It’s a write-a-thon by the PhD2Published team who along with The Thesis Whisperer provide social networking for doctoral researchers. The idea of #AcWriMo is you publicly declare your writing intentions, set your goals and get writing for a whole month with support provided by Facebook and Twitter. Academic writing is a problem no one talks about. Everyone needs to do it but not many find it easy or know about sources of support. There’s an assumption we pick up a pen and it all comes naturally. Writing is your alternative voice but while the ability to speak in public is recognised as a skill to be learned, writing in public rarely gets attention. #AcWriMo offers the opportunity to get something written and links up a network of people engaging with the same issues. The wisdom of crowds and all that can be a powerful motivator.

Here are some reasons why you should consider #AcWriMo …

  • You choose your subject; it might be an ongoing project which has got stuck or something completely new. Either way, it will create time you didn’t think you had.
  • Even if you don’t meet your goals, you’ll write more than you would have done otherwise.
  • Academic writing is a skill and like all crafts needs to be practiced; #AcWriMo is a safe place to explore the power of words and make progress.
  • It will lead to a sense of achievement; you’ll feel better afterwards than when you started
  • You are not alone! You get to experience the networking effect of Twitter and/or Facebook. Across the world there are people struggling to find time to write and #AcWriMo brings them all together.
  • A month is long enough to change attitudes and behaviours; taking part might lead to new and beneficial writing habits.
  • In the west the days are shortening, mornings and evenings are dark and it’s getting colder. What else will you do with all your extra time indoors?

I’m not yet decided on my writing subject. I have problems with boundaries as evidenced by the ways my PhD floats off and gets lost. It’s absent at the moment. If I want to bring it back my subject needs to be e-teaching and the absence of voices in the literature. Rhetoric and reality. Fiction and fact. Postmodern v critical realism. But I’d also like to do something around creativity and academic writing or reflection as literacy. Clearly the first challenge is to find a subject and I set myself the public target of doing this by next Friday. Gulp!

Dog ate blog and other stories…

the piles of research books all over my floor

Guardian Witness invites photographs on the theme of a ‘Day in the Life of a PhD Student‘ I sent in this photo of my floor. A sign of the shrine my floor has become to the Phd. Virginia Wolfe famously called for ‘a room of one’s own’. Often missed is the rest of the sentence ‘A woman must have money and a room of her own if she is to write fiction.’ JK Rowling’s story of writing Harry Potter in a coffee shop with free heating suggests neither is totally essential, or maybe that’s writing of a different kind. In the absence of money, I do have a room and it has been taken over by my work.

Tsundoku is the Japanese word for buying books and letting them pile up unread. Tsundoku is Me.  It isn’t just the floor – there are piles on the cupboard, under the table, beside my bed. I’m a bookaholic. My name is Sue. If numbers left by the back door I wouldn’t notice. Show me a spreadsheet and I break out in a sweat. Give me words and I’m happy.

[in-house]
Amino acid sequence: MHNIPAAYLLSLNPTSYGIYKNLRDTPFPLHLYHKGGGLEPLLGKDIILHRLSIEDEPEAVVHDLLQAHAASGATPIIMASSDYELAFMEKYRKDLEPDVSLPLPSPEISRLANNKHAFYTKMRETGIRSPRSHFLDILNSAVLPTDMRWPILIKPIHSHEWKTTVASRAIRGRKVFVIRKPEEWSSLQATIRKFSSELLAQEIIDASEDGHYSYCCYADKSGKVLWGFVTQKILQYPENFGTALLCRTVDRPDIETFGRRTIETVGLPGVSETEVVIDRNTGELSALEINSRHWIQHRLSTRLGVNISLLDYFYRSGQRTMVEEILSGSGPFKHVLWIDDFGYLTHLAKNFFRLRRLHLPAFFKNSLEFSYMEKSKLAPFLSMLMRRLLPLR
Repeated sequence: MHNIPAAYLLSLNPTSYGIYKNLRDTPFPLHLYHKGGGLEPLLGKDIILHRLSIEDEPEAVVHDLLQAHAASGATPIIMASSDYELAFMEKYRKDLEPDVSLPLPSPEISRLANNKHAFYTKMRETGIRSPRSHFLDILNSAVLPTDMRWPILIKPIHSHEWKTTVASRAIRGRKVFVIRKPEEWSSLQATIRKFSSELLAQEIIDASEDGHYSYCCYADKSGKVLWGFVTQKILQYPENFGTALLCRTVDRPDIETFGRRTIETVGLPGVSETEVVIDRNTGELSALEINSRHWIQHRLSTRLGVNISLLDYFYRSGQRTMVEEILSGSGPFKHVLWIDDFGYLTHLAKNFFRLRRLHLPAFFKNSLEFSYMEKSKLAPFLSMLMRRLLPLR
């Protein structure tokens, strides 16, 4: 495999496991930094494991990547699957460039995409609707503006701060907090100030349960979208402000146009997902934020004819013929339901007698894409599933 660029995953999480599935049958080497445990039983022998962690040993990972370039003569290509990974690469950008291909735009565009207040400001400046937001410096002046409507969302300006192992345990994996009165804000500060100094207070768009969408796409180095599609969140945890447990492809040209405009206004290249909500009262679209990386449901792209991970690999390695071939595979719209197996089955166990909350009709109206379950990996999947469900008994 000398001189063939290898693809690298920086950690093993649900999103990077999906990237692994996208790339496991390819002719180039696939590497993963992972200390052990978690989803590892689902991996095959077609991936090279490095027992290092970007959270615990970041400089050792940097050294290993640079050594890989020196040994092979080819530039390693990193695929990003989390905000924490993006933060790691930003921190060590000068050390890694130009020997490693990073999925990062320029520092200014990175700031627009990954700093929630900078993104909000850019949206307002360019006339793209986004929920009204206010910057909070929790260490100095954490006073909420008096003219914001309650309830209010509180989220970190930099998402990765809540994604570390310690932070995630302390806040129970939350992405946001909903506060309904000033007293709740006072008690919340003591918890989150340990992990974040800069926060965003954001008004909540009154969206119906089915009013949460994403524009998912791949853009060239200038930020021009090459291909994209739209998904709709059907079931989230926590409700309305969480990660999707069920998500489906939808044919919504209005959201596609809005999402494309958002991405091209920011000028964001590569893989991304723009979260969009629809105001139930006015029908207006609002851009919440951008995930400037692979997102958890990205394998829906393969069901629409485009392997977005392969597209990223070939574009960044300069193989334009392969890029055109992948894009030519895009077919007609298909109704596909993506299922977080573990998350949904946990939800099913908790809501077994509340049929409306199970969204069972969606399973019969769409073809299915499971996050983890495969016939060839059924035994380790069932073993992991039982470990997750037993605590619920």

Recently I’ve been pe tsundoku - japanese word for buying books and letting them pile up unreadpersuadinga fellow part-time ‘PhD-er’ to blog. Saying it helps to formulate ideas and structure thoughts. The art of reflection is a core learning tool and I’m not sure we promote it enough because blog routines are effective ways to cultivate the reflective mind. Give it a regular outing. Typically, I didn’t find time to blog this Friday. The dog ate my blog or the internet swallowed my work.

We all need warning signs and for me, an absence of Friday blog post says something’s out of kilter. It’s a busy time. Forget January. New year is September. The establishment of EDEU (Educational Development and Enhancement Unit) means a new team with a new remit. Different faces and spaces and routines to learn like kettle etiquette and tea towel management. There are the open-office conundrums; air con versus heating and blinds up – blinds down plus important issues like the art of entering a tiny toilet without activating a misplaced hand dryer which wooshes into life unexpectedly before you’ve even shut the door.

We’re on the edge. Relocated to the heart of the student village, above the launderette where molecules of fabric softener free float through the air. There are trees and masses of bushes by the railway line, all changing colour. Across the road is the FosGoogle Satellite image showing the location of EDEU at One Campus Way sdyke with a tow path where I can walk by the water. I like it. But this week I didn’t find time to blog.

I had a plan. It was going to be about the Graduate Teachers Education Programme. How the room in the engineering building had rows of benches fixed to the floor supporting a didactive teaching style; a pedagogy of transmission. I would compare this with the invisible e-teacher; the subject of my research paper for ASCILITE14 but instead I was catching up with emails, writing up the actions from the first VLE-Operations Group (Action 1. Change name) and responding to Blackboard queries. In this new EDEU shaped world I’ve been escalated to the realm of the ‘tough ones’ and they do take up time.

So when is a blog post not a blog post? Only when it’s empty. Blogs are forgiving places. They don’t really care what you say so long as you say something and in the process, you’ll nearly always discover a different way of seeing or being which wasn’t there before. Try it and see. Now, excuse me please, apart from immersion in the back-end of Blackboard, I also have a few books to read 🙂

 

 

 

 

 

Lost in transcription

lost in the translation transcription